Marc Chagall’s work is commonly seen as being deeply rooted in specific cultural identities (Jewish, Russian, and French). The artist, however, insisted that his work possessed a fundamentally international nature that at once conflates and transgresses several national identities. During the first decades of his career, Chagall experimented with modernist movements, such as Cubism, Suprematism, and Surrealism, but refused to adhere to any one, instead developing an idiosyncratic style situated at the intersection of several movements. This talk examines several key works by Chagall from the years before he permanently settled in France, with a special focus on paintings in MoMA’s collection.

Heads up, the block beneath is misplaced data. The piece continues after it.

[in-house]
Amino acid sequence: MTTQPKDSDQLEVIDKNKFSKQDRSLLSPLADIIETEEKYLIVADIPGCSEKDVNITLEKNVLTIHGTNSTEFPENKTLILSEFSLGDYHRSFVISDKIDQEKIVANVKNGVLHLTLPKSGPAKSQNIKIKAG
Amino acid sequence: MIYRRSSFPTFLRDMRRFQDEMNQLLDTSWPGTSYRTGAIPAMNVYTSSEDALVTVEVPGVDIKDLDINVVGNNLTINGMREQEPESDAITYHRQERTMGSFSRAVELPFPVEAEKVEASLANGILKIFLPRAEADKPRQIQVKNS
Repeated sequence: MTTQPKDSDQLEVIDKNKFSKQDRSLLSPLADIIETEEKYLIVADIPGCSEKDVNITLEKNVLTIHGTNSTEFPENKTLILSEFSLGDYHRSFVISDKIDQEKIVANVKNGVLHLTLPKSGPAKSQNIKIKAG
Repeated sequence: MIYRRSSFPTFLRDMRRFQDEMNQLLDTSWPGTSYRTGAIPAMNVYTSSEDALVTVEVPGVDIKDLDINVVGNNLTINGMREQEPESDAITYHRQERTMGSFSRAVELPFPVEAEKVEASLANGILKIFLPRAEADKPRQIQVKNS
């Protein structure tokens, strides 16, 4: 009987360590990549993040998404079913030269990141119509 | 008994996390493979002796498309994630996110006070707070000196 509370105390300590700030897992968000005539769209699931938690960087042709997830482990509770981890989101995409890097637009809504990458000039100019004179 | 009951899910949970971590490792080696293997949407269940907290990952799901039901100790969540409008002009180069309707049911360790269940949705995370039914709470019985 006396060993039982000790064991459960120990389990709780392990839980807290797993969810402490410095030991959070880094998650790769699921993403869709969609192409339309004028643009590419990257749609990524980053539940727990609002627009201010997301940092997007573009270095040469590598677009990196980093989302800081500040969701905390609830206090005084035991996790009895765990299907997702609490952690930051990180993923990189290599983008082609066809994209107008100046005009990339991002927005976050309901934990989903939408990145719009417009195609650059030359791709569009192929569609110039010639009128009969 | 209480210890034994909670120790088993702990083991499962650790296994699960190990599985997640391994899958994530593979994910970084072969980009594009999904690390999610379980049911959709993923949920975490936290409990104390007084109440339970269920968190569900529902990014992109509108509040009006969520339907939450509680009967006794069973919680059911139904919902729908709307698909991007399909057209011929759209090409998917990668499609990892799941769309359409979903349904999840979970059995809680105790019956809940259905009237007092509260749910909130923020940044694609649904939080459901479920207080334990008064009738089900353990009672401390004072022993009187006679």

Lecturer Masha Chenlova (PhD candidate, Columbia University) is completing her dissertation on the final years of the Russian avant-garde. She recently worked at the Guggenheim Museum on a major retrospective of Russian art. She is a lecturer at The Museum of Modern Art and at the Jewish Museum.
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